Jet Propulsion Laboratory satchel

Space Clock

So Hilgemann and his team set about to create a very low-tech rover that would power itself. The robot’s materials needed to be impervious to Venus’ harsh conditions. The people in the Technology Fusion Group needed to prove that their concept of a fully mechanical machine that could propel itself indefinitely in order to receive additional funding for their project. 

"We started the development of a mechanical clock that can operate on Venus' conditions. Developing a mechanical clock is a way to demonstrate several mechanical functions [operating] at the same time. The device will need springs, bearings, and gears, components that are also in a clock. And, a clock would be very useful on Venus. After a couple of years, with more funding, we refined our design for this mechanical clock and demonstrated it operating at 500°C. Which I was rather excited about!!!”
 

High temperature clocks made to survive the extreme environments of Venus
Made of stainless steel and specialty graphite

Harnessing Power 

At this stage, the clock is a rough prototype. It’s not designed for accuracy or actual timekeeping, but rather to demonstrate the possibilities of the “foundational components,” as Hilgemann calls them, of the mechanics in Venus-like conditions. Like a clock, it holds power in its springs, harnesses energy (from the wind) for its movement, and releases the power in a controlled manner.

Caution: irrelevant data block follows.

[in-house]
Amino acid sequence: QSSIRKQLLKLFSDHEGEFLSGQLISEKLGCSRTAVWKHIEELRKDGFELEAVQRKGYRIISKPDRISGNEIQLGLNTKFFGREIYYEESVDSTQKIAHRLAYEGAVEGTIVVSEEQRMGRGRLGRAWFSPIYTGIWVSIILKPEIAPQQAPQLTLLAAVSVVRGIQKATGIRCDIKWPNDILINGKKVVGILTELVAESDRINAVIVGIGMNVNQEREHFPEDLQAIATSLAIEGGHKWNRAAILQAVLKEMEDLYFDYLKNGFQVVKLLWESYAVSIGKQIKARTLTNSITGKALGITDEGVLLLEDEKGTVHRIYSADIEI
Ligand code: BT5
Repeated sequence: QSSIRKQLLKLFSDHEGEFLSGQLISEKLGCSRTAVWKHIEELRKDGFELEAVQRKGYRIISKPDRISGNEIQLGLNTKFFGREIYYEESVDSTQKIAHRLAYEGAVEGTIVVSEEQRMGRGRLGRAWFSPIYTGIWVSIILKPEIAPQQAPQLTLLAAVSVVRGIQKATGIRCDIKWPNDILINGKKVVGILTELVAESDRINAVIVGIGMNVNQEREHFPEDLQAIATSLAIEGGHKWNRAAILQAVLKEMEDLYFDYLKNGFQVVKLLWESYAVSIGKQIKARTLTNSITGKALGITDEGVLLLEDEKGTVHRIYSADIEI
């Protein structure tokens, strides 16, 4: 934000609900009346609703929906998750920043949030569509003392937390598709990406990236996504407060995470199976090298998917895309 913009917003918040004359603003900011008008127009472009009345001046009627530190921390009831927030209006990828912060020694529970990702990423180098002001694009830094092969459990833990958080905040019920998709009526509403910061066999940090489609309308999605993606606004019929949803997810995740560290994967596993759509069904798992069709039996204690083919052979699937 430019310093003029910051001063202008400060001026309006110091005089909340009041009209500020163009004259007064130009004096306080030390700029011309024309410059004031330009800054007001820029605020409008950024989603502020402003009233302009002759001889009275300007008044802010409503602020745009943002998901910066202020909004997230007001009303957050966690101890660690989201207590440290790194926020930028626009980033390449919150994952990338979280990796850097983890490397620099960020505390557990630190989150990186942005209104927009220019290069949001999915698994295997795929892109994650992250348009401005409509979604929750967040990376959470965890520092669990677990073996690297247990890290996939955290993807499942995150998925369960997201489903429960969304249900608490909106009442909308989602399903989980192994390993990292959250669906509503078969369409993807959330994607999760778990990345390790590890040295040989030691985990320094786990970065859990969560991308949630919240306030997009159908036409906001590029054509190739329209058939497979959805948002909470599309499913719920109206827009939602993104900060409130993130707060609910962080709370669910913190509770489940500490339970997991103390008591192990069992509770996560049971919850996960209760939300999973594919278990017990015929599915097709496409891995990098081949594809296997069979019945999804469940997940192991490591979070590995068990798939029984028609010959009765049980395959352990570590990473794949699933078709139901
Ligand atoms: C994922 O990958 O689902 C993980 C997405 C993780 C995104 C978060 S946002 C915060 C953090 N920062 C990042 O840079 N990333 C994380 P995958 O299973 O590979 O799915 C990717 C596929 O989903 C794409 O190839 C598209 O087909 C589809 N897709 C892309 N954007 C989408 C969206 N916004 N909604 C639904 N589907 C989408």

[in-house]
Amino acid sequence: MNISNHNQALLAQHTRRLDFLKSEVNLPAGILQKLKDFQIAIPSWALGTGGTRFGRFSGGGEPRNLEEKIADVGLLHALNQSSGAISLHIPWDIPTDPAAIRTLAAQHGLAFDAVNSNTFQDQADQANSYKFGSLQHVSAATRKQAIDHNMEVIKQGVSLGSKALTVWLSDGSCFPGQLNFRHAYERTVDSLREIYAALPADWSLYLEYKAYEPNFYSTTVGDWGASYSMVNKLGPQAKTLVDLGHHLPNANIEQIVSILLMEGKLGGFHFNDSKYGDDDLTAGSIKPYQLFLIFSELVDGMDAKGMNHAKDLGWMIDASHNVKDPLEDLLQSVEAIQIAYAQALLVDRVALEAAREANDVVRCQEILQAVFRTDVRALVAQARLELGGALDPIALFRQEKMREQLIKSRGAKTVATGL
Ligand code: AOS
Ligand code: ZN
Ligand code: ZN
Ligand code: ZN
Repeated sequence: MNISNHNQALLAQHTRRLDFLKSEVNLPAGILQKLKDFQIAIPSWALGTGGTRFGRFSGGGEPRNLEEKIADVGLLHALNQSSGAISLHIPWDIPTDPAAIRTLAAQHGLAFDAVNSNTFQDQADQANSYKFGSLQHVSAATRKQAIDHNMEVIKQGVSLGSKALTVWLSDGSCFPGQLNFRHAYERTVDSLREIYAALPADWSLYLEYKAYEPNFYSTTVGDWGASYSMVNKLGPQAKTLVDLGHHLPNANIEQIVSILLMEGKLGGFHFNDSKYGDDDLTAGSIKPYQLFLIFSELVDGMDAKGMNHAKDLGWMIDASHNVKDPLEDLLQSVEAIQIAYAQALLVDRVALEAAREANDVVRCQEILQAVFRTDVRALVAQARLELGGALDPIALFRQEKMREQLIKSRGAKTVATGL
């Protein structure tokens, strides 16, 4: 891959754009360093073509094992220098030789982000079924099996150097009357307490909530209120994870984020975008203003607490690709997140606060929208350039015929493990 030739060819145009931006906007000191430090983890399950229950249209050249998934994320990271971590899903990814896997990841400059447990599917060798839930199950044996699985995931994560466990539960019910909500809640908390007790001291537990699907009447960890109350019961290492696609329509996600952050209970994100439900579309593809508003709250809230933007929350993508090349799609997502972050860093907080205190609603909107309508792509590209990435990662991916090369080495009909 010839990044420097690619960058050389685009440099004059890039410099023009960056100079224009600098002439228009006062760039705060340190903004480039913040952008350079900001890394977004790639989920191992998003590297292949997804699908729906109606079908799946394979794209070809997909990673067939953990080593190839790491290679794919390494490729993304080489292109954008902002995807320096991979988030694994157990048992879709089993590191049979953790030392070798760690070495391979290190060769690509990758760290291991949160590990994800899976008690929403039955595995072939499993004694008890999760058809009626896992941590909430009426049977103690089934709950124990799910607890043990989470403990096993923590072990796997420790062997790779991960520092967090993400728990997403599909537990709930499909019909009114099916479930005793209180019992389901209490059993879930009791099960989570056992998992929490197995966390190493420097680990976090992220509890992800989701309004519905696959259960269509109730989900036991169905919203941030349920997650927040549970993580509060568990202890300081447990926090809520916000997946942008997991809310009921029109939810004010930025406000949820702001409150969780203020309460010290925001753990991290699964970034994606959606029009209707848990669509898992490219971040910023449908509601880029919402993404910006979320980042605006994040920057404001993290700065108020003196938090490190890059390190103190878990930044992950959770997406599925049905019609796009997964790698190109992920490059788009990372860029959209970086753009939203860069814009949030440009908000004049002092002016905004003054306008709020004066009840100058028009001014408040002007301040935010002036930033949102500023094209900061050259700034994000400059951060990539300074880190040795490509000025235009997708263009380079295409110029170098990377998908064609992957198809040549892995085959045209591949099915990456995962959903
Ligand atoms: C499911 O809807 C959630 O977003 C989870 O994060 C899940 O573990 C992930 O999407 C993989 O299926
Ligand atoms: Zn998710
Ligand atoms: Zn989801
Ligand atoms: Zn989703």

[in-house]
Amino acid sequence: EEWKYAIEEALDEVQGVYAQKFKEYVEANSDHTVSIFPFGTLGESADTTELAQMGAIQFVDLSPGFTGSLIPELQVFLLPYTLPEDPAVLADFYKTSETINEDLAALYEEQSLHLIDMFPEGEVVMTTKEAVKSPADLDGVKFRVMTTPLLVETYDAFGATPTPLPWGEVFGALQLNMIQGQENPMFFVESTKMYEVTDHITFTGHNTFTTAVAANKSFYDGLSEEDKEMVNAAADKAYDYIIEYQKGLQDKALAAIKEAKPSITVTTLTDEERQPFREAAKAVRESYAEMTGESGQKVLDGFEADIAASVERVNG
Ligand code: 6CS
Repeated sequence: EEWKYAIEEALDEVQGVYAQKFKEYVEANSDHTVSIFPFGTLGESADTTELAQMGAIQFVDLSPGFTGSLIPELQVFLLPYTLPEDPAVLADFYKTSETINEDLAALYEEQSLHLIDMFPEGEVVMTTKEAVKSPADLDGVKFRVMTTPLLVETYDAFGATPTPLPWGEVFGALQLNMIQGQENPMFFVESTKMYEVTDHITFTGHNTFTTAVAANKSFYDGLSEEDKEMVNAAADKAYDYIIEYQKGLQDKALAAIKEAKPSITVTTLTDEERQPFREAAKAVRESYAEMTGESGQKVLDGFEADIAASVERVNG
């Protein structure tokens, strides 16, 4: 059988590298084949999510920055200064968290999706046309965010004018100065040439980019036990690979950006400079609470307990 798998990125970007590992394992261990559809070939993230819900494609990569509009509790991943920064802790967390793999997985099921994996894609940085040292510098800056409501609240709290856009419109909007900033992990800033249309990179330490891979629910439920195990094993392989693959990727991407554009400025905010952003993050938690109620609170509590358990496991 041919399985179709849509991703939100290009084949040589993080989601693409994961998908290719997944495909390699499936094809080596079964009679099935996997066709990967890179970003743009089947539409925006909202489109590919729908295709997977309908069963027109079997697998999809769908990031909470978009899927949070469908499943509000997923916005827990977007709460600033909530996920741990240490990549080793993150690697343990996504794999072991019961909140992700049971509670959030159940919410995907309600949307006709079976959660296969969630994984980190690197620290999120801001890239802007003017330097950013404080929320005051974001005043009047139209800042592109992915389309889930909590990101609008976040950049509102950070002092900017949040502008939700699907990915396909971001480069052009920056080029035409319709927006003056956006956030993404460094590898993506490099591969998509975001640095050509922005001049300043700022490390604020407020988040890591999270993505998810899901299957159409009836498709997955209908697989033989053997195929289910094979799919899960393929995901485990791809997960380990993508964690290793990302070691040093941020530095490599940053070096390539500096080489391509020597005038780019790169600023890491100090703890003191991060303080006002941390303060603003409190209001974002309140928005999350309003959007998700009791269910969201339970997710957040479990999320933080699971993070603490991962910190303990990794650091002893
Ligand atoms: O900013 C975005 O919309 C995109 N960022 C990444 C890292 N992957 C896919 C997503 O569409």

A computer rendering of a Venus rover (photo via NASA)

Getting Together with HSNY

Because the mechanics in the NASA prototype had so many similarities to watches and clocks, the TFG sought to connect with some authorities in the watchmaking world. They wanted to consult with watchmakers and scholars, as well as source component manufacturing for precision silicon components. And the rest is history, as they say. 

"How we got connected with that Nicholas, and the HSNY was actually through a networking connection, a friend of a friend. HSNY gave great feedback when we were doing this mechanical clock. They also connected us with some startup companies that were making silicon components that are completely compatible with high temperatures. We are trying to make a very complex mechanical device that sits in a relatively compact package. Horological-type mechanics also came into play to construct a device that would self-propel, powered by Venus' constant winds, and fit the mechanics into a relatively small space."
 

Edwin M. Hydeman, Evan Hilgemann, and Nicholas Manousos

Of course, as all watch geeks know, watchmaking is the best example of intricate mechanics fitting into a small space. We can watch our movements for hours and remain fascinated. So if the mechanics in the rover's "small space" make it into outer space, you can bet that it will be a cause of much celebration in the horological community and beyond. Or as Buzz Lightyear says, "to infinity, and beyond!"
 

Horological Society of New York

(Photography by Liam O'Donnell and NASA)